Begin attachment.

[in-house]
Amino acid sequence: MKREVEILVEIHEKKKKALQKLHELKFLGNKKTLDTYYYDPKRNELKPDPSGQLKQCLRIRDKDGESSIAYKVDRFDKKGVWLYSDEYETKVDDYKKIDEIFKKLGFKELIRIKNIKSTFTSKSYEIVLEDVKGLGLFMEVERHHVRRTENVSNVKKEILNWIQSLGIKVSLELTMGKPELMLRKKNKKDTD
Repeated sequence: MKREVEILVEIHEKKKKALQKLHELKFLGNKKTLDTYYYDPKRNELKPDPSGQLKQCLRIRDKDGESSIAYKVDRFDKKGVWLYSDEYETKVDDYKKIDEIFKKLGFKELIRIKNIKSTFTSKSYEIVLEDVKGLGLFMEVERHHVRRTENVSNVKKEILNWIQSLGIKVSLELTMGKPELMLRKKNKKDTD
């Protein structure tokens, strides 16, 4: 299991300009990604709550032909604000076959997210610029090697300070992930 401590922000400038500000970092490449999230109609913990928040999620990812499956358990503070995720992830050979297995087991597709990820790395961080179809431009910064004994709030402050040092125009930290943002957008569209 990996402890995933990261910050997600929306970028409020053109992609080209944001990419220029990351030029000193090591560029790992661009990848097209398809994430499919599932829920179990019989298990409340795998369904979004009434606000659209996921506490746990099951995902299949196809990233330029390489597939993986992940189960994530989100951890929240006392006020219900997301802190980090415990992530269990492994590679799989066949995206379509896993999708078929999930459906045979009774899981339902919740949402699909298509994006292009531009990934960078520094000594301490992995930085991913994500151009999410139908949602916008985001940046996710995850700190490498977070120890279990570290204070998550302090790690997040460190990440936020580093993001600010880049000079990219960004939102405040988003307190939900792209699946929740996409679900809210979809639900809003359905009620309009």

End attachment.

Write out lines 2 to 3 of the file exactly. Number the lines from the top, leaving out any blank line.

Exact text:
Amino acid sequence: MKREVEILVEIHEKKKKALQKLHELKFLGNKKTLDTYYYDPKRNELKPDPSGQLKQCLRIRDKDGESSIAYKVDRFDKKGVWLYSDEYETKVDDYKKIDEIFKKLGFKELIRIKNIKSTFTSKSYEIVLEDVKGLGLFMEVERHHVRRTENVSNVKKEILNWIQSLGIKVSLELTMGKPELMLRKKNKKDTD
Repeated sequence: MKREVEILVEIHEKKKKALQKLHELKFLGNKKTLDTYYYDPKRNELKPDPSGQLKQCLRIRDKDGESSIAYKVDRFDKKGVWLYSDEYETKVDDYKKIDEIFKKLGFKELIRIKNIKSTFTSKSYEIVLEDVKGLGLFMEVERHHVRRTENVSNVKKEILNWIQSLGIKVSLELTMGKPELMLRKKNKKDTD